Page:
UN World Food Programme

EU responds immediately to assist refugees in Algeria

In response to an urgent call for emergency funds to assist Sahrawi refugees, whose camps were hit by torrential rains and flooding earlier this month, WFP has announced that the European Commission (EC) has made an immediate donation of 400,000 Euros (US$ 500,000).

In response to an urgent call for emergency funds to assist Sahrawi refugees, whose camps were hit by torrential rains and flooding earlier this month, WFP has announced that the European Commission (EC) has made an immediate donation of 400,000 Euros (US$ 500,000).

“WFP is very grateful for this quick and timely contribution,” said Marius de Gaay Fortman, WFP Country Director for Algeria.

The refugees depend totally on our food aid to survive

Marius de Gaay Fortman, WFP Country Director for Algeria

WFP immediately responded by taking a loan from the strategic buffer stock funded by the European Commission Humanitarian Aid department to provide a one-month emergency food ration to the disaster victims.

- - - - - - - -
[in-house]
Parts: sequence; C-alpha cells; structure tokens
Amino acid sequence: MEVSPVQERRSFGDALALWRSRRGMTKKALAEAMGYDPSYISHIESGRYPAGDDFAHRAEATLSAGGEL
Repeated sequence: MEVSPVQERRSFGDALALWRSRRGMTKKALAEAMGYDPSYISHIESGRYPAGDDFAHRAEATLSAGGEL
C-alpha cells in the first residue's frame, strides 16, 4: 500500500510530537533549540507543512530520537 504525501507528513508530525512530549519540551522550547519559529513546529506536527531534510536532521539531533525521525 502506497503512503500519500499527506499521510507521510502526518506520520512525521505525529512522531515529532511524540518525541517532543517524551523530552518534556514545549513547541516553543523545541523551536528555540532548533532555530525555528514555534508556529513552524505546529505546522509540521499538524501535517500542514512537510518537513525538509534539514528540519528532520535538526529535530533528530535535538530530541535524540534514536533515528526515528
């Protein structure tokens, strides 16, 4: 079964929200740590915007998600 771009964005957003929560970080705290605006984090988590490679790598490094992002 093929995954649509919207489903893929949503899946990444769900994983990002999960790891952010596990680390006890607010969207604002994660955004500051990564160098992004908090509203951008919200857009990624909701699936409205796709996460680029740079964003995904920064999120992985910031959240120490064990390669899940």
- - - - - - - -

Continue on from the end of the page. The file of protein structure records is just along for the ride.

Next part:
On Sunday 19 February, WFP completed an emergency distribution of food to 60,000 Sahrawi refugees living in the desert area near Tindouf who saw their homes and belongings washed away by three days of rare torrential rains last week.

Replenishment crucial

Since most food in their homes was either damaged or destroyed in four of the five camps, replenishment of food stocks was vital.

"It has been crucial to be able to borrow from the EC strategic buffer stock to respond to the disaster and thanks to the rapid latest contribution of the European Commission Humanitarian Aid department we will be able to replenish a large part of the stock,” said de Gaay Fortman.

Nevertheless, WFP stressed the importance of donors coming up with added contributions since it will soon face a serious shortage of food aid for the regular distribution to the entire Sahrawi refugee population.

Depending on food aid

For the next six months, almost 6,000 metric tons at a cost of US$ 3.6 million are needed.

“The refugees depend totally on our food aid to survive,” stressed de Gaay Fortman. "They live in very difficult conditions in the middle of the desert where they have no chance of making a living. We cannot let them down.”

The Western Saharan refugees arrived in Algeria in 1975 after fleeing a territorial conflict.

They settled in five camps near Tindouf, a remote town in the middle of the desert, where they continue to endure harsh climatic conditions, including extreme temperatures in summer and winter, isolation and a chronic lack of economic opportunities.